Top 5 questions facing A's entering spring training
The A’s spring camp officially gets underway Saturday when pitchers and catchers report to Mesa, Ariz. So begins the process of the A’s trying to turn around last season’s 68-94 last-place finish. There will be plenty of questions to answer before Opening Day...
1) How does the rotation take shape around Sonny?
Oakland’s front office talks about the desire to always have seven or eight capable starters ready. Entering camp, the A’s first need to identify five of them. Ace Sonny Gray is an excellent foundation piece. But Jesse Hahn and Kendall Graveman are coming off injuries and are relatively unproven. Newcomer Rich Hill lends veteran savvy but hasn’t been a regular starter in six years. Henderson Alvarez could provide some reinforcement by May if he recovers from shoulder surgery, but that’s no guarantee. And Jarrod Parker is even less of a sure thing because of elbow issues. This rotation bears watching.
2) Does Butler deliver in Year 2?
The offense won’t revolve around one person, but if there’s one hitter who needs to step it up over 2015, it’s Billy Butler. Last year, “Country Breakfast” hit just .251 with 15 homers and 65 RBI, and the A’s need more production than that from their $30 million man. Manager Bob Melvin will spend the spring sorting out the middle of his batting order. But however he draws it up, Butler needs to be a substantial contributor to it.
3) Can Doolittle reclaim the ninth inning?
It’s easy to assume that a healthy Sean Doolittle will slide back into the closer’s role and dominate now after an injury-riddled 2015 season. But A’s officials will breathe easier once they actually see the lefty on the mound in exhibitions, pumping his mid-90s fastball and resembling his All-Star form of 2014. The A’s did well to add four key relievers this offseason and give the bullpen a much-needed facelift. The last component is watching Doolittle re-establish himself as a ninth-inning force.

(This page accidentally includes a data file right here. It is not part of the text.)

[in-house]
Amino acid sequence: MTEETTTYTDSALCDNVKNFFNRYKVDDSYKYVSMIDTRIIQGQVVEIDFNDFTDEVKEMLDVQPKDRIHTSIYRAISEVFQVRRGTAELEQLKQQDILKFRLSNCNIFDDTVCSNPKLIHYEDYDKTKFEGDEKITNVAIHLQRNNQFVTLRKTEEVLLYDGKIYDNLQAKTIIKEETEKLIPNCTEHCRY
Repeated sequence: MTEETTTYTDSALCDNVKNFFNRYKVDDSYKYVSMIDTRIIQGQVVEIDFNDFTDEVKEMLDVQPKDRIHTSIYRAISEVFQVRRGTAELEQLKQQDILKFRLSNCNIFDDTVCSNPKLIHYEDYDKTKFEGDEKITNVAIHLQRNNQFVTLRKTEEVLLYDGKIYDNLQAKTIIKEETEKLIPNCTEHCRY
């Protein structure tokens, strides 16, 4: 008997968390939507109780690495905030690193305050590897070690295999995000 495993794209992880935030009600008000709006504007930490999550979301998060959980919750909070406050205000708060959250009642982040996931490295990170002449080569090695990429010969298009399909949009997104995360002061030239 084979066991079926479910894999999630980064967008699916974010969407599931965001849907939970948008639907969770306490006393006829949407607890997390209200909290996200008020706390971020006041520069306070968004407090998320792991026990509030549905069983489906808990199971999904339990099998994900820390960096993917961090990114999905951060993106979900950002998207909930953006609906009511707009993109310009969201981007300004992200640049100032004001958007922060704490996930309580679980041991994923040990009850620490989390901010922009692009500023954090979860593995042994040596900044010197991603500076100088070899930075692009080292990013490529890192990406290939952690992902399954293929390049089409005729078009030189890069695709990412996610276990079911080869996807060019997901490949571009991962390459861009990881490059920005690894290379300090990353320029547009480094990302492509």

4) Will the defense be less offensive?
Shaky ‘D’ has been a problem now for two seasons running. In 2014, the A’s committed the second-most errors in the majors. Last year, despite roster moves meant to improve the defense, they led the majors with 126 errors. That trend has to stop for the A’s to sniff the upper levels of the AL West standings. Marcus Semien’s continued improvement at shortstop will be a key, as is whether he can mesh with new second baseman Jed Lowrie. The A’s think highly of the glove work of new first baseman Yonder Alonso. But bottom line, Oakland needs a better defensive effort all around the diamond.
5) Can the A’s pass chemistry class?
This question probably isn’t one that will be answered by the end of spring training. However, Oakland once again remade a good portion of its roster, and the six weeks in Arizona needs to be a time where the seeds of a healthy clubhouse environment are planted. It’s no secret that the 2015 clubhouse mix wasn’t the healthiest, and regardless of whether the A’s losing record was the main culprit, the A’s need their entire collection of personalities to mesh better. This winter’s roster additions, including the hiring of bench coach Mark Kotsay, were made with an eye toward importing quality character into the clubhouse.